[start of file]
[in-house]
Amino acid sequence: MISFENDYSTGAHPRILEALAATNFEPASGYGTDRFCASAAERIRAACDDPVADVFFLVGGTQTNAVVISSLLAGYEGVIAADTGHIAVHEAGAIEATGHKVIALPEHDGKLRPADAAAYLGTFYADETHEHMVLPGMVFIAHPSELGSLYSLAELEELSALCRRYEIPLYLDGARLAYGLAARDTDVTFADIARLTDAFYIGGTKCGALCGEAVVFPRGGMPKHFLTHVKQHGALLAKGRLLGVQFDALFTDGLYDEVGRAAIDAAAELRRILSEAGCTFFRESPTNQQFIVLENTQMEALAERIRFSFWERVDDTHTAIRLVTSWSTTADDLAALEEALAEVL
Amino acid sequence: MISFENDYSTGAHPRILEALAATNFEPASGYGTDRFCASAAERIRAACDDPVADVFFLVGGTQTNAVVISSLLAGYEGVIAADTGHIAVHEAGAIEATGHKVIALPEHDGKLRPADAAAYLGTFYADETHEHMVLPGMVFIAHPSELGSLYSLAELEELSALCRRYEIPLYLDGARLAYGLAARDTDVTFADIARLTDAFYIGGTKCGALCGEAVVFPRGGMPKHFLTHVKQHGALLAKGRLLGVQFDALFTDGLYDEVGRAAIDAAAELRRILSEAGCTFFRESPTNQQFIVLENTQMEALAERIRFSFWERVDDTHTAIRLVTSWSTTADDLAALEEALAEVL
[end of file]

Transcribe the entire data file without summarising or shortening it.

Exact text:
[in-house]
Amino acid sequence: MISFENDYSTGAHPRILEALAATNFEPASGYGTDRFCASAAERIRAACDDPVADVFFLVGGTQTNAVVISSLLAGYEGVIAADTGHIAVHEAGAIEATGHKVIALPEHDGKLRPADAAAYLGTFYADETHEHMVLPGMVFIAHPSELGSLYSLAELEELSALCRRYEIPLYLDGARLAYGLAARDTDVTFADIARLTDAFYIGGTKCGALCGEAVVFPRGGMPKHFLTHVKQHGALLAKGRLLGVQFDALFTDGLYDEVGRAAIDAAAELRRILSEAGCTFFRESPTNQQFIVLENTQMEALAERIRFSFWERVDDTHTAIRLVTSWSTTADDLAALEEALAEVL
Amino acid sequence: MISFENDYSTGAHPRILEALAATNFEPASGYGTDRFCASAAERIRAACDDPVADVFFLVGGTQTNAVVISSLLAGYEGVIAADTGHIAVHEAGAIEATGHKVIALPEHDGKLRPADAAAYLGTFYADETHEHMVLPGMVFIAHPSELGSLYSLAELEELSALCRRYEIPLYLDGARLAYGLAARDTDVTFADIARLTDAFYIGGTKCGALCGEAVVFPRGGMPKHFLTHVKQHGALLAKGRLLGVQFDALFTDGLYDEVGRAAIDAAAELRRILSEAGCTFFRESPTNQQFIVLENTQMEALAERIRFSFWERVDDTHTAIRLVTSWSTTADDLAALEEALAEVL